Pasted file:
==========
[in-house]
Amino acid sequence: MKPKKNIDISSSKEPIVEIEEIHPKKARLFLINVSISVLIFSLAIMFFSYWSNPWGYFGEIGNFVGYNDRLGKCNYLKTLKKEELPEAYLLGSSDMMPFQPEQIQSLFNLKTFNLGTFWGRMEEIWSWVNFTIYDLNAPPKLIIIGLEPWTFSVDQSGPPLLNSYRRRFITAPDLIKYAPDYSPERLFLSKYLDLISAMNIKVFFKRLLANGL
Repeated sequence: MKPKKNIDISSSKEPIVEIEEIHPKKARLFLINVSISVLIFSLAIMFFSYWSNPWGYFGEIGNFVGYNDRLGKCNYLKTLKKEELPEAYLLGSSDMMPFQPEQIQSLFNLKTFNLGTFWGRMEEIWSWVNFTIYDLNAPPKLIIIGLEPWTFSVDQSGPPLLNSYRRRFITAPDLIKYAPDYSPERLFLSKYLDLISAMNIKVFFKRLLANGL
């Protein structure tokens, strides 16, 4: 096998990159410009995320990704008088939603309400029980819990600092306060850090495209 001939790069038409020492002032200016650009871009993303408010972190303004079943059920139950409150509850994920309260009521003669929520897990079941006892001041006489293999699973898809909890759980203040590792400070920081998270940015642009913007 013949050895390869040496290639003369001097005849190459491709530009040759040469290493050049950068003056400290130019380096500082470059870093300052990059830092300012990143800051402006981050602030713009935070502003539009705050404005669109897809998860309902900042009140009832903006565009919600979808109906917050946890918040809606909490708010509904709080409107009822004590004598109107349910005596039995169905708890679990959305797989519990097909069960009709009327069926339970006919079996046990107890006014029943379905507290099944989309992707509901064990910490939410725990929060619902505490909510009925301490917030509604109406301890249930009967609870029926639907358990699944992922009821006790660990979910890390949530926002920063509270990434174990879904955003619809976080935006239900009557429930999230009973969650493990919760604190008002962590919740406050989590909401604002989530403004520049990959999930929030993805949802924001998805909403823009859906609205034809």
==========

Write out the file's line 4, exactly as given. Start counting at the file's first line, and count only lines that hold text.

């Protein structure tokens, strides 16, 4: 096998990159410009995320990704008088939603309400029980819990600092306060850090495209 001939790069038409020492002032200016650009871009993303408010972190303004079943059920139950409150509850994920309260009521003669929520897990079941006892001041006489293999699973898809909890759980203040590792400070920081998270940015642009913007 013949050895390869040496290639003369001097005849190459491709530009040759040469290493050049950068003056400290130019380096500082470059870093300052990059830092300012990143800051402006981050602030713009935070502003539009705050404005669109897809998860309902900042009140009832903006565009919600979808109906917050946890918040809606909490708010509904709080409107009822004590004598109107349910005596039995169905708890679990959305797989519990097909069960009709009327069926339970006919079996046990107890006014029943379905507290099944989309992707509901064990910490939410725990929060619902505490909510009925301490917030509604109406301890249930009967609870029926639907358990699944992922009821006790660990979910890390949530926002920063509270990434174990879904955003619809976080935006239900009557429930999230009973969650493990919760604190008002962590919740406050989590909401604002989530403004520049990959999930929030993805949802924001998805909403823009859906609205034809």